Despite these clear mandates from NEPA, the Natural Gas Act, and the Courts, FERC continues to illegally narrow its consideration of climate change and the other community and environmental ramifications of its pipeline, compressor and related infrastructure decisionmaking.

(1)    See R. Howarth, D Shindell, R. Santoro, A. Ingraffea, N. Phillips, A Townsend-Small, Methane Emissions from Natural Gas Systems, Background Paper Prepared for the National Climate Assessment, Reference number 2011-0003, Feb. 25, 2012.
(2)    See Sierra Club v. FERC, 867, F.3d 1357, 1373 (D.C. Cir. 2017)(““… greenhouse-gas emissions are an indirect effect of authorizing this [pipeline] project, which FERC could reasonably foresee, and which the agency has legal authority to mitigate. See 15 U.S.C. § 717f(e). The EIS accordingly needed to include a discussion of the “significance” of this indirect effect, see 40 C.F.R. § 1502.16(b), as well as “the incremental impact of the action when added to other past, present, and reasonably foreseeable future actions,” see WildEarth Guardians, 738 F.3d at 309 (quoting 40 C.F.R. § 1508.7). “)
(3)    See decision rendered by the Court of Appeals for the DC Circuit on August 22, 2017 in Sierra Club v. FERC, 867, F.3d 1357, 1373 (D.C. Cir. 2017).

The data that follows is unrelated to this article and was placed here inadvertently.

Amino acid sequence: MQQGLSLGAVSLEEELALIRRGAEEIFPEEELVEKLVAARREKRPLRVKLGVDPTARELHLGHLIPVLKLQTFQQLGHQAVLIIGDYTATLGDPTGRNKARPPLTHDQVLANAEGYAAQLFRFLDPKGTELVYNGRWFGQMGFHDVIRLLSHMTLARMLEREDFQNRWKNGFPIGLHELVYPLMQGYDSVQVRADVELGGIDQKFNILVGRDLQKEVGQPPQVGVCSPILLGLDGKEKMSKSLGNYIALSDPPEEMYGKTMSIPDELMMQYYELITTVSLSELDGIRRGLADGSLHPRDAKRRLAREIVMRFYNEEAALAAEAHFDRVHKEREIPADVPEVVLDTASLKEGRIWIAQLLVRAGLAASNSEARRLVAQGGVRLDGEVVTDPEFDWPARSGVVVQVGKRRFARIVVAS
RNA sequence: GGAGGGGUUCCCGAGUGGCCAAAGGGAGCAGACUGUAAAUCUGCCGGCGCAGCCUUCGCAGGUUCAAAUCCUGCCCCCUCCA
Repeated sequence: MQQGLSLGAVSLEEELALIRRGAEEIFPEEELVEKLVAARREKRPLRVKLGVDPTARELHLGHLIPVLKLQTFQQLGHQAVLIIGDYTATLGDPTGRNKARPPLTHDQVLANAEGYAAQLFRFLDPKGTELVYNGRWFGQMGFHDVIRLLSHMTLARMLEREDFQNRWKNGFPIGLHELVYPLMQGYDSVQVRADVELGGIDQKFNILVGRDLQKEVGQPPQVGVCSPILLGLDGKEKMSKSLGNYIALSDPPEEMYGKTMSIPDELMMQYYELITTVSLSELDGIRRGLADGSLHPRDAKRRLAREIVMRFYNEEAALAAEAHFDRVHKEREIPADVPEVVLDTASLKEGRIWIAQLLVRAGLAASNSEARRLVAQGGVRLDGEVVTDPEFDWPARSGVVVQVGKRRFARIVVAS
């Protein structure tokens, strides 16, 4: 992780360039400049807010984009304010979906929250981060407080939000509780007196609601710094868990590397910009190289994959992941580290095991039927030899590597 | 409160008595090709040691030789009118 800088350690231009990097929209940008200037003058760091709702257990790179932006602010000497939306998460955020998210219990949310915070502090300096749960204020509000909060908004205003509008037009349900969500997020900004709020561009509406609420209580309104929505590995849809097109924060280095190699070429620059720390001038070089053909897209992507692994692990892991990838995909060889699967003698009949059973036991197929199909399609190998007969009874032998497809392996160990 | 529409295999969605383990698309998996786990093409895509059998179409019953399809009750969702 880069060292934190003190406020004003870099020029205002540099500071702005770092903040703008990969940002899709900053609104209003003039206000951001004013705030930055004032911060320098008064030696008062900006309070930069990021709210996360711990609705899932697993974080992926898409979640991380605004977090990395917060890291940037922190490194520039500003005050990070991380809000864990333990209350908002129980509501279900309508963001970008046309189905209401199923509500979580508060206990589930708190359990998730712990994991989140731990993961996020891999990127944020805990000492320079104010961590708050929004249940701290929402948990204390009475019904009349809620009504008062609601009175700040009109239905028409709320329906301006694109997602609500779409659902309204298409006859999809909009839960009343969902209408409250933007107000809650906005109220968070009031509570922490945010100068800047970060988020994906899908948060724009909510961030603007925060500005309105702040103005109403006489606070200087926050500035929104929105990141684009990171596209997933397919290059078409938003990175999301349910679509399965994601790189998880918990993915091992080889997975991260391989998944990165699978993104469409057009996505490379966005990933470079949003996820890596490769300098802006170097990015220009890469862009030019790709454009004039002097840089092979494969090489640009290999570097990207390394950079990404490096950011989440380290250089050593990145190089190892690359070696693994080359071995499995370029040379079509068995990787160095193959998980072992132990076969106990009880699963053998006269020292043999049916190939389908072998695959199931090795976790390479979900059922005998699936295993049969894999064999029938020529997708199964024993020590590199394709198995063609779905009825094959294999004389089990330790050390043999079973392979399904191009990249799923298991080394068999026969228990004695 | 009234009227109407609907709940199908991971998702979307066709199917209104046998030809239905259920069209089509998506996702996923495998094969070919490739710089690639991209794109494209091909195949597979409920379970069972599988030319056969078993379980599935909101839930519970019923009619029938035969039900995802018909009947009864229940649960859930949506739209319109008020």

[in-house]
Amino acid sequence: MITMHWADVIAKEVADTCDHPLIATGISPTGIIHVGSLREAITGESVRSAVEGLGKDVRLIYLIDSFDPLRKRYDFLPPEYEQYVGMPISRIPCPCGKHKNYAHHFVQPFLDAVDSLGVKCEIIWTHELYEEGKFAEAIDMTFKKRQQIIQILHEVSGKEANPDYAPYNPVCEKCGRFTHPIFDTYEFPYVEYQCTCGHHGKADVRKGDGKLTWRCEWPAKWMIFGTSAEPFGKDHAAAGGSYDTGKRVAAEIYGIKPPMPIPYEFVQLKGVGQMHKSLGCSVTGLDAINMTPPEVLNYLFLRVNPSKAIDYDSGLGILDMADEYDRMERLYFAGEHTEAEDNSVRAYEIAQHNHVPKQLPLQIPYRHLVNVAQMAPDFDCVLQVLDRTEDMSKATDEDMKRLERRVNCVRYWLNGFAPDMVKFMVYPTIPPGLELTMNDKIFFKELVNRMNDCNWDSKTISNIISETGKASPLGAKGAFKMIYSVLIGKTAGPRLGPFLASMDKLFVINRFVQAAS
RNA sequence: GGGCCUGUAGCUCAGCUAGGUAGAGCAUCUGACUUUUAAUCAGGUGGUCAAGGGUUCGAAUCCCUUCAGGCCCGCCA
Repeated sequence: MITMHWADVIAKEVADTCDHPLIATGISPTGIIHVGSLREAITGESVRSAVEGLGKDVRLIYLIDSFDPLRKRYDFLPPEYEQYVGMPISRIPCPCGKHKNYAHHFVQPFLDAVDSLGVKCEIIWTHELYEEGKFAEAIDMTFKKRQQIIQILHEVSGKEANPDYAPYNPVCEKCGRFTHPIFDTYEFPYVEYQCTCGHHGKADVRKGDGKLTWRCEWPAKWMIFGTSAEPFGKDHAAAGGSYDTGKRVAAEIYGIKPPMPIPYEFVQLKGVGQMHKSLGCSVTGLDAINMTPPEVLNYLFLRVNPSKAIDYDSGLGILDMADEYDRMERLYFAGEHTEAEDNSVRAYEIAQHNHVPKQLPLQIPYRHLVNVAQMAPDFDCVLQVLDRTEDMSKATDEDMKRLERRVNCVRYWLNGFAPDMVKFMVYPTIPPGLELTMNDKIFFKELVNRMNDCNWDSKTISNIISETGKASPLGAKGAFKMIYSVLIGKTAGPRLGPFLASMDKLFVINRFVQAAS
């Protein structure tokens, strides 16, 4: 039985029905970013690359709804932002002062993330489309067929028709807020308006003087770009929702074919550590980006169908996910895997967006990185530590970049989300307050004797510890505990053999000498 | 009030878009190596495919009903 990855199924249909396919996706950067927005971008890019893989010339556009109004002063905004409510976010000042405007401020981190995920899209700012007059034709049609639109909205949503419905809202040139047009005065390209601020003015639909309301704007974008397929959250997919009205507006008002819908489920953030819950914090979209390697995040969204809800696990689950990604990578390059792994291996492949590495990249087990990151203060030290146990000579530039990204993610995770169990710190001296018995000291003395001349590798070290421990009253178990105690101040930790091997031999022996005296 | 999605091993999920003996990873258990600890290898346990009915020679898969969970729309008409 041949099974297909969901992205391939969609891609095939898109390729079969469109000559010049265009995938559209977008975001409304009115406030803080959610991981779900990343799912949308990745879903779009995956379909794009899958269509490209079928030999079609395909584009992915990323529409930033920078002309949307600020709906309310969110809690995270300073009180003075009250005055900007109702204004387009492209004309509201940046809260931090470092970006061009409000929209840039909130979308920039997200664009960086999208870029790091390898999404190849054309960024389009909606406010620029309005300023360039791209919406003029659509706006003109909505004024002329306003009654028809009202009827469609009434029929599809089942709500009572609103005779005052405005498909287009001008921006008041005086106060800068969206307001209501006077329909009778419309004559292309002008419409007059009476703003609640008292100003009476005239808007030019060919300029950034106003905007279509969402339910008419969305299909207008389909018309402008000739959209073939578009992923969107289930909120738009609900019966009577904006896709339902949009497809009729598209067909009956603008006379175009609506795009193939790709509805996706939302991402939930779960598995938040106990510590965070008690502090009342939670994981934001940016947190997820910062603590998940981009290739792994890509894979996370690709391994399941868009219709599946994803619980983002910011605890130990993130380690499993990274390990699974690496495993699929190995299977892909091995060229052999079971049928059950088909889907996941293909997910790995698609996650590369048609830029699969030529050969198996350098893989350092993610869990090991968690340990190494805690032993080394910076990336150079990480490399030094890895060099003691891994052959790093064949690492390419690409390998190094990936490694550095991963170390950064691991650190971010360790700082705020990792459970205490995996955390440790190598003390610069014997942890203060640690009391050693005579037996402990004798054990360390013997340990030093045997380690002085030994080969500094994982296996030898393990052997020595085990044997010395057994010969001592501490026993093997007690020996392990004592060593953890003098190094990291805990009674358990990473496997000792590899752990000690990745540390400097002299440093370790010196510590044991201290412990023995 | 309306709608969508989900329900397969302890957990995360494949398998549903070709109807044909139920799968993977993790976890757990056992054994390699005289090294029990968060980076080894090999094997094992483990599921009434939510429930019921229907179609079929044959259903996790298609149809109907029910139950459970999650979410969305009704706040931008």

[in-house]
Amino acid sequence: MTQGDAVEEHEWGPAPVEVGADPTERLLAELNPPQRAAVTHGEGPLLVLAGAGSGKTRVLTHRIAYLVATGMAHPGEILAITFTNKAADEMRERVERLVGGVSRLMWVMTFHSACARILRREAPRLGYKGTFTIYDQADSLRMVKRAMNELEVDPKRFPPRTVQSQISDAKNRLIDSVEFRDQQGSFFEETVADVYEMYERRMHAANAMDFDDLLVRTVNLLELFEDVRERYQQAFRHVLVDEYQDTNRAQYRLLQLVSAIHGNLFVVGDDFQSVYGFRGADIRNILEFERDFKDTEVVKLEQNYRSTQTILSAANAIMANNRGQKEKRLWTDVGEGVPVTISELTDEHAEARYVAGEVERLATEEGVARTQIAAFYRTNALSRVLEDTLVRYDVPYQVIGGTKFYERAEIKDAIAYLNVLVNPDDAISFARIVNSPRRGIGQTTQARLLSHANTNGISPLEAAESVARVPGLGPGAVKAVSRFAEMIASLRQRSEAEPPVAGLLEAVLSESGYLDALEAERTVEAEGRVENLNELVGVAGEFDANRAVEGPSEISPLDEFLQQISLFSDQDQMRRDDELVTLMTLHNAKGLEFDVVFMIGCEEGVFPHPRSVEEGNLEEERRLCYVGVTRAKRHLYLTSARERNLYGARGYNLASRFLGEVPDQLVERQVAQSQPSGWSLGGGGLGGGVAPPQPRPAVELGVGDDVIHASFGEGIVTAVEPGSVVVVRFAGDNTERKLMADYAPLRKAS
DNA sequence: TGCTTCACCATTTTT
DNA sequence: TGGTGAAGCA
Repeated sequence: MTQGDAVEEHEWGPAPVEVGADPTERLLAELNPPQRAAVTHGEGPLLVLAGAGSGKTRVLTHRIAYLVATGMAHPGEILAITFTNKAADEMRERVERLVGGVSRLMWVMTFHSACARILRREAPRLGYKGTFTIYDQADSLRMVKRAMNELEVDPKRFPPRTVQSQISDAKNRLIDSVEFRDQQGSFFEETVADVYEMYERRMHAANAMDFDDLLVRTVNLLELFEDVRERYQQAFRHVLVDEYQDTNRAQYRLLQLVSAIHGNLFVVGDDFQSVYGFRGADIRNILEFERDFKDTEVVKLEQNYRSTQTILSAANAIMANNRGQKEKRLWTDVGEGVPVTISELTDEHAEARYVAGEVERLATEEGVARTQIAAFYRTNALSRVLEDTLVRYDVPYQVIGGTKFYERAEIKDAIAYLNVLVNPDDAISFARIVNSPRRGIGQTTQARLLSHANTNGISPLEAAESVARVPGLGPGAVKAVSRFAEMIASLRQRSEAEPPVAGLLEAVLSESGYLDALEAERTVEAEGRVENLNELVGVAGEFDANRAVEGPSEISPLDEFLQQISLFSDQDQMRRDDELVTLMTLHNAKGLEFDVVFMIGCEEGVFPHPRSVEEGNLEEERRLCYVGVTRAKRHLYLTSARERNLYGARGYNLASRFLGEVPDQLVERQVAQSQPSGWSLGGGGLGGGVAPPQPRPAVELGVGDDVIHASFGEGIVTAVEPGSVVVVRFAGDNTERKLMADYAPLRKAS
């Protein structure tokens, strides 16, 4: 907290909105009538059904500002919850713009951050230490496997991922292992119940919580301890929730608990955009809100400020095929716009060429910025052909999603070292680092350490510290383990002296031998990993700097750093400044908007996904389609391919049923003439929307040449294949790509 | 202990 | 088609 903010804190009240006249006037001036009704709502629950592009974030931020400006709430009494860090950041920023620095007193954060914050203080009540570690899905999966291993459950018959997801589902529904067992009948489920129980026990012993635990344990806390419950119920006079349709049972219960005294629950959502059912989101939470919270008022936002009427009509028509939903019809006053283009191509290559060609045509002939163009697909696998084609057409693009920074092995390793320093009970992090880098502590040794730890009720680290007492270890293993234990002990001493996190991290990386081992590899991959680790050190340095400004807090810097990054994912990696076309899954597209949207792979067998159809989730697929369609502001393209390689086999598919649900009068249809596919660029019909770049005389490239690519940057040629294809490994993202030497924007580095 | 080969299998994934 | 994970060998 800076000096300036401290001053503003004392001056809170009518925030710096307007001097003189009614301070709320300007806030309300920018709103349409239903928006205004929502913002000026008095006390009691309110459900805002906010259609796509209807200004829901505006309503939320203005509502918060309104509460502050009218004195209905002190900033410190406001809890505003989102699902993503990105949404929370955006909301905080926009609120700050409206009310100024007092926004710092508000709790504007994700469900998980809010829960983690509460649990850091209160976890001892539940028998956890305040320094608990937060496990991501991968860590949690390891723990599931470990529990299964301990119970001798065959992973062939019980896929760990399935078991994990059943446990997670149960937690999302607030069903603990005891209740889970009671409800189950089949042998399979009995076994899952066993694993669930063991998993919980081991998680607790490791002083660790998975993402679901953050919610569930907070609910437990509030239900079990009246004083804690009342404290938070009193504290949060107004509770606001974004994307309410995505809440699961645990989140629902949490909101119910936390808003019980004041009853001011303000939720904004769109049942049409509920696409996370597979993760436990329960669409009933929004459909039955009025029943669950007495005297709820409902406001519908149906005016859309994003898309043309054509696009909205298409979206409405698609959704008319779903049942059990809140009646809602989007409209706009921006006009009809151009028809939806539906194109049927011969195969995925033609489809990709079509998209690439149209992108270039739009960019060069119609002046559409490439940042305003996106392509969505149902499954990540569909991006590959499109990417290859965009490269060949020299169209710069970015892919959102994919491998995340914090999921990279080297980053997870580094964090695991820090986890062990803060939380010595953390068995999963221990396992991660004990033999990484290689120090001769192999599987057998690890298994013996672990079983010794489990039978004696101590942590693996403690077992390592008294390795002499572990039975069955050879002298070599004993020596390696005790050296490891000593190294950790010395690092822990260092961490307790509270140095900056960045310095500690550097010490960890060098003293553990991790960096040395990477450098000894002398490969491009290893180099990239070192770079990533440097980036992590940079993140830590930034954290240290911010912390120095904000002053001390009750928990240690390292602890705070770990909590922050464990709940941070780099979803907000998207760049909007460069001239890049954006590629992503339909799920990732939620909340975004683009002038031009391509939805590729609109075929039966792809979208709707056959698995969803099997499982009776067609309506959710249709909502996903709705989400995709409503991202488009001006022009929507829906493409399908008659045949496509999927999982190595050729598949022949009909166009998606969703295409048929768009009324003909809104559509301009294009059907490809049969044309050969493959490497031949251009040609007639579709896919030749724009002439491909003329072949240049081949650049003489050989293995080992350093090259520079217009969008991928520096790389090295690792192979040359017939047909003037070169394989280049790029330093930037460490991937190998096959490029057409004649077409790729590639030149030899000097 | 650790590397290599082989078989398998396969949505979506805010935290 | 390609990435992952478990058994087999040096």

(4)    See Footnote Number 6 in Statement of Commissioner Cheryl LaFleur on Millennium Pipeline, FERC Docket No. CP16-486, July 24, 2018.
(5)    See Compendium of Scientific, Medical, and Media Findings Demonstrating Risks and Harms of Fracking, Physicians for Social Responsibility, March 2018, available at:
(6)    See Nasa Led Study Solves a Methane Puzzle, NASA, January 2, 2018, available at:
(7)    See EPA Fact Sheet, Social Cost of Carbon, December 2016, available at:
(8)    See Susanne Brooks, Environmental Defense Fund, In Win for Environment, Court Recognizes Social Cost of Carbon, August 29, 2016, available at:
(9)    Id. P 27.  Florida Southeast Connection, LLC, 162 FERC ¶ 61,233, at 2, 5–8 (2018) (Glick, Comm’r, dissenting).
(10)    Id. at 5 (Glick, Comm’r, dissenting) (citing cases that discuss the Social Cost of Carbon when evaluating whether an agency complied with its obligation under NEPA to evaluate the climate change impacts of its decisions).

Complete People’s Dossier: FERC’s Abuses of Power and Law
available here.